I have walked that long road to freedom. I have tried not to falter. I have made missteps along the way. But I have discovered the secret that after climbing a great hill one only finds there are many more hills to climb.
May you rest in peace. Thank you for climbing the hills that someone needed to climb… May those you leave behind continue to climb and never just sit by the road and pine.
I am reminded if how short life is and how we must all make best use of what little we have to do what we can to leave the world a little better place.Share and Enjoy • Facebook • Twitter • Delicious • LinkedIn • StumbleUpon • Add to favorites • Email • RSS
Thousands of people are talking about science apps based on an article from Mashable. Code.org releases tutorials for teachers to prepare to teach kids of all ages how to program. (They work because my students and I are using them to prep working with our elementary classrooms next week.)
The “20 to Watch” in US Education Technology Awards from the National School Board’s Association are open until mid-December. Research is showing that “tinkering” can help you learn and the shortage of guidance counselors is being partially blamed for kids not applying to college. In World News, everyone’s talking about the new PISA score report that comes out every 3 years that says that Shanghai has the most well educated kids in the world.
Today’s a tad short as sometime between midnight and 5 am this morning something strange happened to my blog here and I restored a backup bright and early and installed additional security software. If you tried to read my blog then, I’m sorry it was down but I’ll work to deal with whatever caused it. Ah, the joys of handling your own server and yet, I still love the power WordPress gives me over my content and how I share even if I have to deal with gremlins.
Have a great day! Be an EPIC Teacher. Learn something new every day!
–VickiTechnology Tips SCIENCE: Apps People are Talking About
- 10 Apps to Get Kids Excited About ScienceMore than 5.4K people are excited about these apps on Mashable.Remember that parents are BUYING apps to help kids in your subject. Why not test them out and recommend them to parents in your weekly emails or your website/blog.
- Learn | The Hour of Code 2013Tutorials to teach students of all ages about computational thinking and coding.
- How To: Screen Record Your iPad – ScreenChamp Finalist 2013 – YouTubeBen Rimes teaches you how to Screen Record your iPad. He’s also competing for a competition and would appreciate your “liking” his video. It is helpful if you’re looking to screenrecord your ipad.
- Seeing the Classroom through Google Glass | EdSurge NewsMargaret Powers won the #ifihadglass contest and is using Google Glass in her classroom with her PreK-2nd grade students and documenting what works and doesn’t. She shares what she’s learned in this practical article that gives a good state of this technology in the younger student classroom.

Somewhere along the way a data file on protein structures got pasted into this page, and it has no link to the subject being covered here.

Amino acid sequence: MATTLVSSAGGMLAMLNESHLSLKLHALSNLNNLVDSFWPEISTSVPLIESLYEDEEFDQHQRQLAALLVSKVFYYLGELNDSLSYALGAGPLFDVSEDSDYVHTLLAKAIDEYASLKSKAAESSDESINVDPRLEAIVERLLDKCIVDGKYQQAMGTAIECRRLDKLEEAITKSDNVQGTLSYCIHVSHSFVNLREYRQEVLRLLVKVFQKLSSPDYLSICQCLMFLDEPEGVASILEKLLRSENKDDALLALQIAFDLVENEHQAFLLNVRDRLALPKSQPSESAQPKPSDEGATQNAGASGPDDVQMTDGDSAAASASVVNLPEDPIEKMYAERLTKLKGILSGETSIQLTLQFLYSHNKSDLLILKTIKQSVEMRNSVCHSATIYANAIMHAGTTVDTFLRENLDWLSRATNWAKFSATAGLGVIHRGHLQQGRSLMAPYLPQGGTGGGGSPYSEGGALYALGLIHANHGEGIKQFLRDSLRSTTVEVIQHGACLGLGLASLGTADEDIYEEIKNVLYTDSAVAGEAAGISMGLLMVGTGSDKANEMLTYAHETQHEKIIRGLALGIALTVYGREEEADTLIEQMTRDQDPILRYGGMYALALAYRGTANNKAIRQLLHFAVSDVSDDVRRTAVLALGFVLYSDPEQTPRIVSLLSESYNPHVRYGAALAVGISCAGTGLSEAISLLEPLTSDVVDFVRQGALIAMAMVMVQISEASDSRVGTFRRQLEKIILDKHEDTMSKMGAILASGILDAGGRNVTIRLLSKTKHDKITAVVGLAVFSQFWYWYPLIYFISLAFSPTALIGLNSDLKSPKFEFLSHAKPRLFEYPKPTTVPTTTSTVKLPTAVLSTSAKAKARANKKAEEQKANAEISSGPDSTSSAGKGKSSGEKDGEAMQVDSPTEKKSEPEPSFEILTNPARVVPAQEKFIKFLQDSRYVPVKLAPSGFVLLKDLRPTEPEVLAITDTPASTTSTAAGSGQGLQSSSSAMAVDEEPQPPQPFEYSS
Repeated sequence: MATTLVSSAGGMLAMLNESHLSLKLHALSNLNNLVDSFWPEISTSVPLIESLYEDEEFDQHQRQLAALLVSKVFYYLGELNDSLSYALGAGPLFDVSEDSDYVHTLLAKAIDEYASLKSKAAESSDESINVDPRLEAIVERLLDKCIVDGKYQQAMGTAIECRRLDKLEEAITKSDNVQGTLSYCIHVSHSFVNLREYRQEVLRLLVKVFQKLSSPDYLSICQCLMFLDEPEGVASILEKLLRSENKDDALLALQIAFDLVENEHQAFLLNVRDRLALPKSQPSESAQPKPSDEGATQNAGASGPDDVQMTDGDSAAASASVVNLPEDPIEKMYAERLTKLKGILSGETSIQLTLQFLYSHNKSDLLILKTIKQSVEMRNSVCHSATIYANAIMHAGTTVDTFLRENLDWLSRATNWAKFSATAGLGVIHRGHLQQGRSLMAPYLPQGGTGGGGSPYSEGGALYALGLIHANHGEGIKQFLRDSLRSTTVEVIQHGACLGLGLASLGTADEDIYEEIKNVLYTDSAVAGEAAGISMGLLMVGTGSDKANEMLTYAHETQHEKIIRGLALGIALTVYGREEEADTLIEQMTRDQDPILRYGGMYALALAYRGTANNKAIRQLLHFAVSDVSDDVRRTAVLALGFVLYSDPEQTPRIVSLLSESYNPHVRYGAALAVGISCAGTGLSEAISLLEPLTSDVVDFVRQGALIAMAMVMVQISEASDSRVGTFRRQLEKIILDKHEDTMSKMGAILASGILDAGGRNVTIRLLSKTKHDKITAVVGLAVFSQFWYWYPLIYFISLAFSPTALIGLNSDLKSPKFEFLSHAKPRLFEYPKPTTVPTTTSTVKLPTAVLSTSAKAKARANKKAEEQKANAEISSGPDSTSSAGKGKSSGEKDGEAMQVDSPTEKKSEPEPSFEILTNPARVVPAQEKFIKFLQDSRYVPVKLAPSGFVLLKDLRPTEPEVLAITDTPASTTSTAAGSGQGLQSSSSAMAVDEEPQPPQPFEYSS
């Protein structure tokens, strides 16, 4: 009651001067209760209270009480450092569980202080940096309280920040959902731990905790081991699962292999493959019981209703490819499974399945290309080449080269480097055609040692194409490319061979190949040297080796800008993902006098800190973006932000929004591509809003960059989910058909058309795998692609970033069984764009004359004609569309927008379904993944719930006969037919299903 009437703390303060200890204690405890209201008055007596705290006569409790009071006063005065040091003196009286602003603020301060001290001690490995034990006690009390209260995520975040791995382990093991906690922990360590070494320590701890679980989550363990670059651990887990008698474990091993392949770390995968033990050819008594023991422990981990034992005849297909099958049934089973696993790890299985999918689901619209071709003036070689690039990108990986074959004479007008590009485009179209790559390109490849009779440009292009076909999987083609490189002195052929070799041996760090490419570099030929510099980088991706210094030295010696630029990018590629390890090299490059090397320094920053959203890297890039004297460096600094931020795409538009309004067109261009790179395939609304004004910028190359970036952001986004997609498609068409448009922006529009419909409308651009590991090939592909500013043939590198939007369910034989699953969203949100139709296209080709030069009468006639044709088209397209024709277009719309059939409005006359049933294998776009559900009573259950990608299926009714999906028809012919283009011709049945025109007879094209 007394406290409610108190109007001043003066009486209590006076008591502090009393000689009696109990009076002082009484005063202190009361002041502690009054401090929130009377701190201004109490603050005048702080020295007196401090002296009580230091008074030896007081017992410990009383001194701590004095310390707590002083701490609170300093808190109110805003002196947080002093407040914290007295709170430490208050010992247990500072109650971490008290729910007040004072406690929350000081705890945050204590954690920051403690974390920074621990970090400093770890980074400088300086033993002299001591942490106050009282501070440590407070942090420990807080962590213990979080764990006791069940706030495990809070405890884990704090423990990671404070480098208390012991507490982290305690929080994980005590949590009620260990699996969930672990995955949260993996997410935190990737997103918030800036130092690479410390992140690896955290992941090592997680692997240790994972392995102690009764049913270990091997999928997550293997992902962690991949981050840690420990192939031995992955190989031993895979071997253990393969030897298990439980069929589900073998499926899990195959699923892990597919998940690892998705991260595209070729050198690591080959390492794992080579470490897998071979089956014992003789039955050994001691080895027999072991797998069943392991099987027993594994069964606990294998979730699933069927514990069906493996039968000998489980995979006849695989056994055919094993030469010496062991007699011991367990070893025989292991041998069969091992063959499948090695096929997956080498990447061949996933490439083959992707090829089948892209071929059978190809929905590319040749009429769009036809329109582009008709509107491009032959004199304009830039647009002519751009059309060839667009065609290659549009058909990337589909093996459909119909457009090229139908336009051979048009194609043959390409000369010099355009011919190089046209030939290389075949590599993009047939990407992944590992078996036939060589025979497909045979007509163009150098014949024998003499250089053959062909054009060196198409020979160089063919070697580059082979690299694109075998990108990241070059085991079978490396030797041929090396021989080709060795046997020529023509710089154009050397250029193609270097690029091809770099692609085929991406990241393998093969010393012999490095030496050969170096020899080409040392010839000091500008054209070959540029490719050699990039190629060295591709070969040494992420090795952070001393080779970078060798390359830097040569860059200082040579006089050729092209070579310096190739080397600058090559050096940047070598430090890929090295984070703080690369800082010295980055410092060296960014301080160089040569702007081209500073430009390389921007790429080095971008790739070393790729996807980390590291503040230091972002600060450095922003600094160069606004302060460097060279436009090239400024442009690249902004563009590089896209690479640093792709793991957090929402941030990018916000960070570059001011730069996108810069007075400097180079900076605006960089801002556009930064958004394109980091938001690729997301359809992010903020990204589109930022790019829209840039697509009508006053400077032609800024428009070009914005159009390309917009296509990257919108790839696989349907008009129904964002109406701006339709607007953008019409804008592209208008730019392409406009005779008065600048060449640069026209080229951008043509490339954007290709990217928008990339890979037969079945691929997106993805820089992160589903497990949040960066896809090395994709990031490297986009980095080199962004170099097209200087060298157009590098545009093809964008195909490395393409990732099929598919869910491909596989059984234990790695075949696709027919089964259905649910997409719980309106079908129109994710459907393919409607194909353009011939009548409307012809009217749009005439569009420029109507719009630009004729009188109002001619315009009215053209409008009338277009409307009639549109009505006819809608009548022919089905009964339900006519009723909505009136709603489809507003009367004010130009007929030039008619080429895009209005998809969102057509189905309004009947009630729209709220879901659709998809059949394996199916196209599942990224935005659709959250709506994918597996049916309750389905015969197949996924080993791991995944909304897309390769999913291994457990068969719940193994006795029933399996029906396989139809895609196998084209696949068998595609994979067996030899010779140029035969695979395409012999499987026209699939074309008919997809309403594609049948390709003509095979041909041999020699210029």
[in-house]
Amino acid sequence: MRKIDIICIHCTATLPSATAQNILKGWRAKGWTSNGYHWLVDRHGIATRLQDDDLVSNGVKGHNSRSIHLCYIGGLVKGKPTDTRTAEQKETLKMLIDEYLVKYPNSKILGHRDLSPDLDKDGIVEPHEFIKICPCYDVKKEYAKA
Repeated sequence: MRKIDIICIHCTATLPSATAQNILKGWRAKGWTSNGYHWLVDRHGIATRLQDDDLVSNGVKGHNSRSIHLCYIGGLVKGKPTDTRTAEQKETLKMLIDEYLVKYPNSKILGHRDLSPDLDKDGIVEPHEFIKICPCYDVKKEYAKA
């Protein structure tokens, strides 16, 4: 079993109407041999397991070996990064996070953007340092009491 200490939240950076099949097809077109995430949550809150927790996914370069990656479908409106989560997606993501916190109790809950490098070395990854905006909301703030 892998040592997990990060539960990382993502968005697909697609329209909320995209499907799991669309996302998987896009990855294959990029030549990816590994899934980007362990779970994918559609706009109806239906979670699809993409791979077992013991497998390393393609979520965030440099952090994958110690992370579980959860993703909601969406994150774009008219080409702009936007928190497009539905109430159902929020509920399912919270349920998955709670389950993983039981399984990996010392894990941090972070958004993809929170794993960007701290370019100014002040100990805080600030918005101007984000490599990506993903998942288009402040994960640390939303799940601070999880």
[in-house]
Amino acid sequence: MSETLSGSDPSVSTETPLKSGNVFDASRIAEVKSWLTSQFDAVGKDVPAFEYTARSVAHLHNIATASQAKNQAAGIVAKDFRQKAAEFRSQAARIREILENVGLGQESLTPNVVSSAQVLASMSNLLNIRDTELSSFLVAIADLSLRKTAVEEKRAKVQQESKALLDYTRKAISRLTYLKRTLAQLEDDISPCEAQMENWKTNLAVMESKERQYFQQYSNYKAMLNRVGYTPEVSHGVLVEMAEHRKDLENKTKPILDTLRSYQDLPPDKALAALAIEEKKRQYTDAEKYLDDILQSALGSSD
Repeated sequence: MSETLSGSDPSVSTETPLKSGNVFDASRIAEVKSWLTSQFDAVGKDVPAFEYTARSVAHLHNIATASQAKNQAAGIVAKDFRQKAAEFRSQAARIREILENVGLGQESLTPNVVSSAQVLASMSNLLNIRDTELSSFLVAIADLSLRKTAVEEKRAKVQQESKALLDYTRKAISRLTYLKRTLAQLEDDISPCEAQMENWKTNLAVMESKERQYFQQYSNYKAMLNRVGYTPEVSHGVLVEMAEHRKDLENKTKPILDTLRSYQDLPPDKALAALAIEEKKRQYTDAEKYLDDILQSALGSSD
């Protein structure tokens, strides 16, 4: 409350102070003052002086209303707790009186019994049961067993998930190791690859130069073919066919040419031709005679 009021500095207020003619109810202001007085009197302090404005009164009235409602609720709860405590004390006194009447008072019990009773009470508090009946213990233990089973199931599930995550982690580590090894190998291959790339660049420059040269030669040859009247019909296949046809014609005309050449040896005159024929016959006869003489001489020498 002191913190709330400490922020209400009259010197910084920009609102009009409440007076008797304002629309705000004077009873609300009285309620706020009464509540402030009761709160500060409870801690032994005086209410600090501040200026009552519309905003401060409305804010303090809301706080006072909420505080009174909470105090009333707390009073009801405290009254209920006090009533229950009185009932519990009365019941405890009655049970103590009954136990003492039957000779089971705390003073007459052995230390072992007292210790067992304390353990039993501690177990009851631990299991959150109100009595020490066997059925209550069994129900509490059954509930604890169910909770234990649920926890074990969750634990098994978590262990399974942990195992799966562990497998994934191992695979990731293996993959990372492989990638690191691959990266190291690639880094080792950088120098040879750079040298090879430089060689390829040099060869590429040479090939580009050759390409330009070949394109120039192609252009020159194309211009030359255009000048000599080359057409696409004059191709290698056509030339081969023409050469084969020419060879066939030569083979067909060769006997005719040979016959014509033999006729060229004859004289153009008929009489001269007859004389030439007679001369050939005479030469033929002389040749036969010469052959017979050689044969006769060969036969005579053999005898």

- 20 to Watch Recognition ProgramNominate someone you know NOW. What a great way to share up and coming education technology leaders: “Do you know educators who are passionate about using technology to transform teaching and learning; who can inspire their colleagues to embrace new tools; and who are curious by nature and always looking for how the next innovation can be applied to education? If so, please submit their names by Wednesday, December 18th for consideration as part of the National School Boards Association’s “20 to Watch” recognition program. The 2013-14 “20″ will be honored in Washington, D.C. during CoSN’s Annual Conference, March 19th, 2014 (www.cosn.org) and recognized during the Technology Leadership Network Luncheon at the NSBA Annual Conference in New Orleans, April 6, 2014. Questions? Please email Ann Flynn.”
- How Tinkering Can Help You LearnTinkering works. Read Sylvia Martinez and Gary Stager’s book “Invent to Learn” which talks about tinkering and how to use Maker Spaces to promote it to learn more. Great points from Lifehacker: “Research in the science of learning shows that hands-on building projects help young people conceptualize ideas and understand issues in greater depth. In an experiment described in the International Journal of Engineering Education in 2009, for example, one group of eighth-graders was taught about water resources in the traditional way: classroom lectures, handouts and worksheets. Meanwhile, a group of their classmates explored the same subject by designing and constructing a water purification device. The students in the second group learned the material better: they knew more about the importance of clean drinking water and how it is produced, and they engaged in deeper and more complex thinking in response to open-ended questions on water resources and water quality… it involves a loose process of trying things out, seeing what happens, reflecting and evaluating, and trying again.”
- High School Guidance Counselor Shortage Has College Consequences | TIME.comTime magazine reports on the school guidance counselor shortage. Well, when you cut costs, that is often the thing that goes first. Plus being a good guidance counselor takes time.